Singer Ewan Currie in a scene from the movie. (John Barnard)
Here's the good thing about this new rock and roll documentary by Winnipeg filmmaker John Barnard: It's got a built-in narrative.
Here's the bad thing: It's got a built-in narrative.
Barnard gets a swell readymade story with The Sheepdogs, that scrappy, shaggy band from Saskatoon that won a 2011 contest to become the first unsigned band on the cover of Rolling Stone.
Read: Sheepdogs singer Ewan Currie picks some classics
Handed the opportunity of a lifetime, these four guys and their straight-up brand of neo-classic rock had to jump on it. Would they be revealed as an American Idol-style fizzle, or would they follow up with a solid album and great live performances and show themselves as the real thing?
The Sheepdogs' terrific true-life tale gives shape to Barnard's material, which mixes solid concert footage and scenes in the studio with interviews with the band members and industry insiders.
It can also make the film feel a bit over-determined. Most viewers--or anyone who took note of the 2012 Junos--will know the answer to the "will they or won't they" question.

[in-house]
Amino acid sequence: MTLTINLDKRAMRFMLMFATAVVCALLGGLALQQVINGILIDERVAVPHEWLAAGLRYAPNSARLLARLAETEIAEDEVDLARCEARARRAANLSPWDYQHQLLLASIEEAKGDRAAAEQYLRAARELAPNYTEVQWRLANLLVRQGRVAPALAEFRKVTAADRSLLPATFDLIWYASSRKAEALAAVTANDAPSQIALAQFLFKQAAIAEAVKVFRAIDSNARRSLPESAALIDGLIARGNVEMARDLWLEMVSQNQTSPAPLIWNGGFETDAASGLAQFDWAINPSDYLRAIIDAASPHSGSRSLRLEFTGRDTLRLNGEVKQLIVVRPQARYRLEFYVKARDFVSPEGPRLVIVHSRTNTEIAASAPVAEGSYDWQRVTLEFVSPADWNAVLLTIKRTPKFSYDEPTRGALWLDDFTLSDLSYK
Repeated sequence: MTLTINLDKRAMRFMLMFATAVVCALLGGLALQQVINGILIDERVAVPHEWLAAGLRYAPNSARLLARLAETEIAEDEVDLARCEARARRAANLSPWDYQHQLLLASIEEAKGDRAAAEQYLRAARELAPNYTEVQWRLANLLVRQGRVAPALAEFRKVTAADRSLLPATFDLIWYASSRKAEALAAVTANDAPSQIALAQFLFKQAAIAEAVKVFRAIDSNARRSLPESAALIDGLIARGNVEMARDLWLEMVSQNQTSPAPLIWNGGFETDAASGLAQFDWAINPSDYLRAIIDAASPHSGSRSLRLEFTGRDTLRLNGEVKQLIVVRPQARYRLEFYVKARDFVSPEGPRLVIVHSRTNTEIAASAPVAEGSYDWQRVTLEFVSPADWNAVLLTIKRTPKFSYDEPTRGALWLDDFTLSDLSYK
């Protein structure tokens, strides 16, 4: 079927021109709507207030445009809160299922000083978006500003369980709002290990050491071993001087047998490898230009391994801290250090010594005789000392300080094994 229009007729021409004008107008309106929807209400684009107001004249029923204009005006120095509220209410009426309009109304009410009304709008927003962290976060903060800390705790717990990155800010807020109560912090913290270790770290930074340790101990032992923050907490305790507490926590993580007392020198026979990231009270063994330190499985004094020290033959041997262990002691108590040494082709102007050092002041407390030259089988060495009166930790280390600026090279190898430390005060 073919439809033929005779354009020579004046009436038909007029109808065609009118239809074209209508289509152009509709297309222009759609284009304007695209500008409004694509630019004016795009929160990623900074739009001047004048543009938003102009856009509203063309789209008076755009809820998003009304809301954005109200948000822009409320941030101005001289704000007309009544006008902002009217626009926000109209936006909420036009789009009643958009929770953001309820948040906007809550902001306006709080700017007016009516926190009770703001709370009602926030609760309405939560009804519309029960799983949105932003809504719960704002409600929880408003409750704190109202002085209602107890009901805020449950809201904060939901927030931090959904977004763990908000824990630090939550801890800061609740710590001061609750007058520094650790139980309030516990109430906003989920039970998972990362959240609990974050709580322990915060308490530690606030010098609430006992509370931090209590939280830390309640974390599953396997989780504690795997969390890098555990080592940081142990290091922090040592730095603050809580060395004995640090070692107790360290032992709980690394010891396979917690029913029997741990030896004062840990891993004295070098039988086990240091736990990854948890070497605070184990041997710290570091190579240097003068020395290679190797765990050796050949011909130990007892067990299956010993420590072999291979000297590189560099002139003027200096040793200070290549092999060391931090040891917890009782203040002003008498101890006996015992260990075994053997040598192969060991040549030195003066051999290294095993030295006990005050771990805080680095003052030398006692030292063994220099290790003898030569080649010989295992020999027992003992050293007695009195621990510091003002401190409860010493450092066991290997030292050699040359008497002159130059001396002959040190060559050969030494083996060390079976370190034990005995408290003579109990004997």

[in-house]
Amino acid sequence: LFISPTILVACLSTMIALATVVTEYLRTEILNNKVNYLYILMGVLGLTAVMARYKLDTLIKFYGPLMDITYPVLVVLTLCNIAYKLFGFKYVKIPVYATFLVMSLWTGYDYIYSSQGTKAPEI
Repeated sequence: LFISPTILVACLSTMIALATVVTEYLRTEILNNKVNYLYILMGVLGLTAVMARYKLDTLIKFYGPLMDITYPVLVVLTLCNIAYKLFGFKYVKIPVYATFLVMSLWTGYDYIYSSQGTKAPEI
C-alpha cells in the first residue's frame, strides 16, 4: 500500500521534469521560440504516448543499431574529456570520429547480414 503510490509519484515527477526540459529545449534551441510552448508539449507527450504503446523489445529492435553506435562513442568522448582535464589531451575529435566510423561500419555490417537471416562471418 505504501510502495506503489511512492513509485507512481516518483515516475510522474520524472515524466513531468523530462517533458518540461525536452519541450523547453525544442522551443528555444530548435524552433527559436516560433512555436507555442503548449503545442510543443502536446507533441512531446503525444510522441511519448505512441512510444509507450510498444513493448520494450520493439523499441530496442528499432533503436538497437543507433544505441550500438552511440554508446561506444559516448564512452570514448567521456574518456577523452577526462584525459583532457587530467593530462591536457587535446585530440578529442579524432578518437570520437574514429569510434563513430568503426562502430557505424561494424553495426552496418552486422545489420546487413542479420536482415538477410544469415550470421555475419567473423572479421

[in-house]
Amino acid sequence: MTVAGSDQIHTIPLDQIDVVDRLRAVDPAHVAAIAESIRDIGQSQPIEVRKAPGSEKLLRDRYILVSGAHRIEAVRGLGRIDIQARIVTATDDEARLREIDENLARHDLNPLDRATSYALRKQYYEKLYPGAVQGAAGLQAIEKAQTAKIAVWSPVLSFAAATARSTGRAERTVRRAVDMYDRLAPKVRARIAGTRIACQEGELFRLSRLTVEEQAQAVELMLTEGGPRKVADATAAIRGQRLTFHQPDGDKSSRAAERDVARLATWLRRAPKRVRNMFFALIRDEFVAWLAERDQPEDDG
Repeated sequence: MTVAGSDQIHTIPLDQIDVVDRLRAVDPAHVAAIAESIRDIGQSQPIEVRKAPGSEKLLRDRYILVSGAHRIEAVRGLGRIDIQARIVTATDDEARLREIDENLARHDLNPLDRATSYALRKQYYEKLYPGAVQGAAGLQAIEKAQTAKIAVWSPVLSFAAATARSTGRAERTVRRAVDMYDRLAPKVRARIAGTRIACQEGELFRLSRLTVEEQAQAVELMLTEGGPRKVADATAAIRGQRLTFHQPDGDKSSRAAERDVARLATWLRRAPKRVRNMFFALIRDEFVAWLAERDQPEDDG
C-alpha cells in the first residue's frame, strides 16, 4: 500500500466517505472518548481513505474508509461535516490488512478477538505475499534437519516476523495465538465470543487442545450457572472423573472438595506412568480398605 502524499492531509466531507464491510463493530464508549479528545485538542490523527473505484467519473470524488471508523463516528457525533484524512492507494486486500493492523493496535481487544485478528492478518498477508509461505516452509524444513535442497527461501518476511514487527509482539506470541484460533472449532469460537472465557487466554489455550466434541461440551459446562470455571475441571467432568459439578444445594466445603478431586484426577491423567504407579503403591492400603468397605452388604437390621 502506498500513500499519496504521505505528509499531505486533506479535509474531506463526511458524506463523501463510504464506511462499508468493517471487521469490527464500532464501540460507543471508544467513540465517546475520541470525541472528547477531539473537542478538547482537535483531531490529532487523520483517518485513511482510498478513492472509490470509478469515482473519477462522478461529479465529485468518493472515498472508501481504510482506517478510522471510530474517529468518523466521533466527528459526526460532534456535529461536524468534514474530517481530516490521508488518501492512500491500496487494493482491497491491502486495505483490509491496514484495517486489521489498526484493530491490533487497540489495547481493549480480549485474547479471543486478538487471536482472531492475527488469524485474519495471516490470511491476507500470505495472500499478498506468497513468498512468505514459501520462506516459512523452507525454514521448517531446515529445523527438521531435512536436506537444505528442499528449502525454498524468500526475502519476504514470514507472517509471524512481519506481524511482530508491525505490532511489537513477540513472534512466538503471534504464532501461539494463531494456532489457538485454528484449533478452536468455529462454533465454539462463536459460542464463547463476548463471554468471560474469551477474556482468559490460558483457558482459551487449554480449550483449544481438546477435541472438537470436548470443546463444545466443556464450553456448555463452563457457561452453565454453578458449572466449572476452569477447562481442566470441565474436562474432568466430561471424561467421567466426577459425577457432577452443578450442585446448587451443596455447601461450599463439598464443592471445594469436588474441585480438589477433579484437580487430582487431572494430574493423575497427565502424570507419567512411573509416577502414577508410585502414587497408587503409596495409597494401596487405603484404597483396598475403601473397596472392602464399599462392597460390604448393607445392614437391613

Still, the band's Cinderella story raises some interesting questions. Barnard's not the only one looking for a narrative hook.
The film demonstrates how the 21st-century music industry runs not just on music but on media-friendly, sound-bitey stories about music. We hear about the guys going from weekday night audiences of "zero to 15," as drummer Sam Corbett sheepishly admits, to packed venues of 15,000, in less than a year. Everyone in the film is self-consciously aware of the underdog-makes-good angle.
Barnard doesn't get super-up-close and personal. This isn't meant to be a behind-the-scenes tell-all. From what we do see, following the band on a packed schedule that takes them to Memphis, Nashville, New York, Toronto (and Winnipeg), The Sheepdogs seem like grounded Canadian guys who are completely committed to their music.
The Sheepdogs' success suggests a hunger for the band's non-ironic retro rock and roll and their hairy, beige-Levi's-cords look.
And while Barnard carefully tracks how the band is breaking into the bigger American music market, the film is strongest when it speaks specifically to The Sheepdogs' prairie roots. Watch for a brief but hilarious culture clash when the fellas get a fashion makeover on Project Runway.
And you have to love the fact that Barnard interviews the band members' moms and dads. I mean, how Canadian is that?
The Sheepdogs Have At It opens at The Globe this weekend.
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Sheepdogs documentary captures band's rise to stardom